With English coming a compulsory subject in most schools, parents are always looking for ways to help their kids learn the language quickly and easily. And, what better way than by incorporating fun games into your child’s daily routine? By playing these games together, you’ll be able to develop your child’s English skills at an accelerated rate.
In this blog 12 of the best games for kids to learn English that will help your child learn English fast and easily!
teachers should value games because they help encourage and sustain fluency. It also helps students see the English language as fun and not just a not just a difficult subject that they are having problems learning and that can seem at times a little overwhelming.
Games for kids to learn English:
Here are some games for kids to learn English in a funny way:
1. Animal Sounds
English has plenty of animal sounds, but can your little one identify them? This is a great first game designed for kids as young as 18 months old! Simply ask the following questions about different animals:
What does it sound like when runs in front of you? How do make their nests look? Have fun playing and helping to bolster their vocabulary words with actionable audio examples.
2. Pretend Play Games
Getting out of the classroom is even more useful with these fun and educational games for kids to learn English that take place right in your home! Playing American Girl dolls, an alphabet game board set up on the floor or a memory-matching puzzle are just some of the ways you can have fun learning in play.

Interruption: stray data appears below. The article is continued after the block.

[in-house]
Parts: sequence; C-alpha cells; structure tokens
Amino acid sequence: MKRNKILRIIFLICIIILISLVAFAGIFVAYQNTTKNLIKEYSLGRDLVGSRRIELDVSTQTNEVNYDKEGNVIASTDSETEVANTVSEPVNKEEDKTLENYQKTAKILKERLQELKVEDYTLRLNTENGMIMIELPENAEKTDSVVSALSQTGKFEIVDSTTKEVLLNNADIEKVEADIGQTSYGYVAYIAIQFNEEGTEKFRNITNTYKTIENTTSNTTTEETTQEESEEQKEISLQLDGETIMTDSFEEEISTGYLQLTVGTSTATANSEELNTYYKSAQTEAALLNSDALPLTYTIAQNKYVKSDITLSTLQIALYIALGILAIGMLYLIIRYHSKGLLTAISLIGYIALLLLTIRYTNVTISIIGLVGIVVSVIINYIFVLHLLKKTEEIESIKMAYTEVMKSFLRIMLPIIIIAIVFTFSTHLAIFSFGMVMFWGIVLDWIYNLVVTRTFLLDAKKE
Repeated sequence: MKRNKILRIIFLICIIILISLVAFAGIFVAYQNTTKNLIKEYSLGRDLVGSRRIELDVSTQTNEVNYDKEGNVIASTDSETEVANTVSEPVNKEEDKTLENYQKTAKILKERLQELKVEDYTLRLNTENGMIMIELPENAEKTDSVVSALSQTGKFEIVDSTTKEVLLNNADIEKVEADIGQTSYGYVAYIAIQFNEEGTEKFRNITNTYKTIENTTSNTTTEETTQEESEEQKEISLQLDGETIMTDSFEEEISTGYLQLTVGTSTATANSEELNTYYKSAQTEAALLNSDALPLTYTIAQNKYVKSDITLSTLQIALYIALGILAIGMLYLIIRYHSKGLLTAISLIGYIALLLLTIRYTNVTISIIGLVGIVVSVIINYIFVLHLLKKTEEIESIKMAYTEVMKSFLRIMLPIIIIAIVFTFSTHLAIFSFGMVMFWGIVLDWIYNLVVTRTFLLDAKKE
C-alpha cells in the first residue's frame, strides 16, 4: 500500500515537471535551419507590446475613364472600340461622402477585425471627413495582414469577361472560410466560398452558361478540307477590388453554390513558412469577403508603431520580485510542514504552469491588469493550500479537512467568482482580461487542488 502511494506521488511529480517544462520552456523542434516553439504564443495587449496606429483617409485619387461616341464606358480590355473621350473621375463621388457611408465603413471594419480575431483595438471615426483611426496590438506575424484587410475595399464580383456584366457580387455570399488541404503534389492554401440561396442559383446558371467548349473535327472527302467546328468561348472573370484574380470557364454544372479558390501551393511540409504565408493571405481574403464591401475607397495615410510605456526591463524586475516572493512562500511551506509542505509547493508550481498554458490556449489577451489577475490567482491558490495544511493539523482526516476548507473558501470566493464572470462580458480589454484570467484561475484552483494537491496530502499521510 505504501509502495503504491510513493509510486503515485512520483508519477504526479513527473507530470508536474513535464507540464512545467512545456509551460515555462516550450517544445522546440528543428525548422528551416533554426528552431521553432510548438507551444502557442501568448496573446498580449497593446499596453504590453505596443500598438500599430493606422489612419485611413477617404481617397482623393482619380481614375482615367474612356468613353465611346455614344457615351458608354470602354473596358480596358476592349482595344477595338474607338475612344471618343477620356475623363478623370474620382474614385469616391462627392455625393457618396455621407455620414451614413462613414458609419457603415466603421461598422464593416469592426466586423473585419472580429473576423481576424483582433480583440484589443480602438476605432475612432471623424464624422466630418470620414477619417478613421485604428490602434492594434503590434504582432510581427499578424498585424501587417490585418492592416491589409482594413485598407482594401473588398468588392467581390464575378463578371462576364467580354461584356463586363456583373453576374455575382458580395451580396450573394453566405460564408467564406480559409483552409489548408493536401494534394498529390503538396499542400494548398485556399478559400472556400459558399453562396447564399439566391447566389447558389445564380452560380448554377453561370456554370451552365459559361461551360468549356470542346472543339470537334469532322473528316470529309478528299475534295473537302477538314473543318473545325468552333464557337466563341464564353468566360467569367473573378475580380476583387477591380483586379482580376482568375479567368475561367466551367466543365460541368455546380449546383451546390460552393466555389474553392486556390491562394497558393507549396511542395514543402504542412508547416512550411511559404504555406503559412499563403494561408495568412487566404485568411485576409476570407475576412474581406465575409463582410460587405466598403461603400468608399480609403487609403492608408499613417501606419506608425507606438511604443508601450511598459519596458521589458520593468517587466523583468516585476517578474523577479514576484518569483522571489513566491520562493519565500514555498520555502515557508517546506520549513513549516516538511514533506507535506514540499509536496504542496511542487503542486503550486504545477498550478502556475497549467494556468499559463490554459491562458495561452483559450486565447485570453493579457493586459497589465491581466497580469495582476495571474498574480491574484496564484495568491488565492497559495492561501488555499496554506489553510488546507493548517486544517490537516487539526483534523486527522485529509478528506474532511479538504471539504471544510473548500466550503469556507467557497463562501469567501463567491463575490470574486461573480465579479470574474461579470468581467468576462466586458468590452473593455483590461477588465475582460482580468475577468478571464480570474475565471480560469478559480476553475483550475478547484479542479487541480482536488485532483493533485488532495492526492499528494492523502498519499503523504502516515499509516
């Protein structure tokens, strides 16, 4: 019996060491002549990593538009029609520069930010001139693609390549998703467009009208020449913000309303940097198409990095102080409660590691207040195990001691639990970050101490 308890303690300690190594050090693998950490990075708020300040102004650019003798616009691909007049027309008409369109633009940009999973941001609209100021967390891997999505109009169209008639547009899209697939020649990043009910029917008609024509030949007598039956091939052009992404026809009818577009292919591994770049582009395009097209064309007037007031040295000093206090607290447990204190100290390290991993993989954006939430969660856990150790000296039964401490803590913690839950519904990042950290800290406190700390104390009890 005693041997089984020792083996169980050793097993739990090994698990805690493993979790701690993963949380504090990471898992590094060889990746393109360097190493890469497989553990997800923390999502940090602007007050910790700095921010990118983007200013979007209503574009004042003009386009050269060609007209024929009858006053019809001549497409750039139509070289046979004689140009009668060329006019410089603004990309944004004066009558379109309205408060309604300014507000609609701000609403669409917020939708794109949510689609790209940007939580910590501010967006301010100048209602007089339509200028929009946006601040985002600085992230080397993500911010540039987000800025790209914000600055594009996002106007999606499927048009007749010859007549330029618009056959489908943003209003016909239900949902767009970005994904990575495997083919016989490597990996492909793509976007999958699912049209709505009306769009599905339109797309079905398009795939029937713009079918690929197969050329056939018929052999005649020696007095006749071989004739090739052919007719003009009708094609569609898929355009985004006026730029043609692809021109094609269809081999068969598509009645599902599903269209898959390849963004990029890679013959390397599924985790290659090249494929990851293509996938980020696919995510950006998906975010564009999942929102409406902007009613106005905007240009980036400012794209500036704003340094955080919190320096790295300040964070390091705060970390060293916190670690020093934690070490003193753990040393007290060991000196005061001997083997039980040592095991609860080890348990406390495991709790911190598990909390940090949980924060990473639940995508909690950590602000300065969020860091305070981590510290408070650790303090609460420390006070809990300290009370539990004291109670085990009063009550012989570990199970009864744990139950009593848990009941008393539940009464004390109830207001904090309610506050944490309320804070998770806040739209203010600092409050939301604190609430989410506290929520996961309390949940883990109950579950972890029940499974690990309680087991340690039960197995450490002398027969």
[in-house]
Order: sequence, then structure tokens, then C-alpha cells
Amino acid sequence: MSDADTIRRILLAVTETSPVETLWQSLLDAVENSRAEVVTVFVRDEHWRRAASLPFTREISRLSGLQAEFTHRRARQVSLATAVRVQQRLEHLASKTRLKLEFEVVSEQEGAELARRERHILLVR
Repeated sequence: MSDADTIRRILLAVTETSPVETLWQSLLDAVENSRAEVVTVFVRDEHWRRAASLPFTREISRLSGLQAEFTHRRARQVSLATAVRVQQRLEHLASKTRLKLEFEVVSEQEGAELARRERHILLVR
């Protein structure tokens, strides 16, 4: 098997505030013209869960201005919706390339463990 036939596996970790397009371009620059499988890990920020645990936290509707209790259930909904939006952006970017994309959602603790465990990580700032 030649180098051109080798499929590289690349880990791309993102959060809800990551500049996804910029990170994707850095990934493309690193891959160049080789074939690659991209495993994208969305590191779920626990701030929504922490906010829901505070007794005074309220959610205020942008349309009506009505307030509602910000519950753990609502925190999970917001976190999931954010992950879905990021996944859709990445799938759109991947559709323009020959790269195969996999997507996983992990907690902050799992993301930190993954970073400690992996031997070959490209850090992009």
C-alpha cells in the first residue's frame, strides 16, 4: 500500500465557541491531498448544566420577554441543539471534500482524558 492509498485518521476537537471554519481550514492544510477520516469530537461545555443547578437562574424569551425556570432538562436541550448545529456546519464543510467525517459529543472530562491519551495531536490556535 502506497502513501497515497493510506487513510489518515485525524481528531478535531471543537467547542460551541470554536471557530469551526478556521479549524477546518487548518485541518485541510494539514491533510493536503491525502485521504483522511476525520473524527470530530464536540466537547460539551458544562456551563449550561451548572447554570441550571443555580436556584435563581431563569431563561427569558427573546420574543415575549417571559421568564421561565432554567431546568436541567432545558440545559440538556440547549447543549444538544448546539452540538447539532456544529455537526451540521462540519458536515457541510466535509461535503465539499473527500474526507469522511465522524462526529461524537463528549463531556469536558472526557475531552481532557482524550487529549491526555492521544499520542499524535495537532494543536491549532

This interactive activity will help reinforce their natural curiosity during this time period. Which word goes here? What’s under? Now which letters go in the other boxes?
3. The Booth Game (or Dialects and Tenses)
A simple game as an ice-breaking conversation starter – just like a craft fair or shopping trip to Goodwill! Simply ask kids, “Do you speak English?” Play along with them by splitting up into two teams based on country of origin and continuing to play back-and-forth rounds until everyone has decided who speaks the best English.
4. Call My Bluff / Two Truths and A Lie
It’s a good game Use baby-speak (think words like “bloomin’ and bloomin'” or “pop pop” the more cutesy you can go the better) to practice saying the “two truths and a lie” game in various languages.
Infants usually love their names put into different language games similar to this one, which they can play repeatedly without learning how to actually speak very well (so you’re less likely to confuse them with reality).
Games that most kids learn at a young age (and speak of fondly years later, as my high school Latin teacher) are good things that children then just get bored with. Phonics and language acquisition are one of the few areas where games stick around for longer.
Hangman or Chess stand-ins often work well as language teaching resources simply because they’re interactive enough to engage any embedded mind oars ready to be in training not unlike the way other games stick around longer than short attention spans would allow.
6. Bingo bingo! (BINGO!)
Find the Word in a Picture Matching Games are good for many things, including teaching vocabulary and solving problems at an early age with minimal help from parents or teachers, especially if you want children to walk away without learning something new but happy. Sold? Here’s what I did when my daughter was 2 years old. I made up a bunch of playful words for pictures, and then myself as the captain.
7. The Mime
You can search to find several mime-based language learning games for kids to learn English that have been around for years even during childhood itself, but it is worth mentioning them here so you know what I’m talking about when I talk later in this article.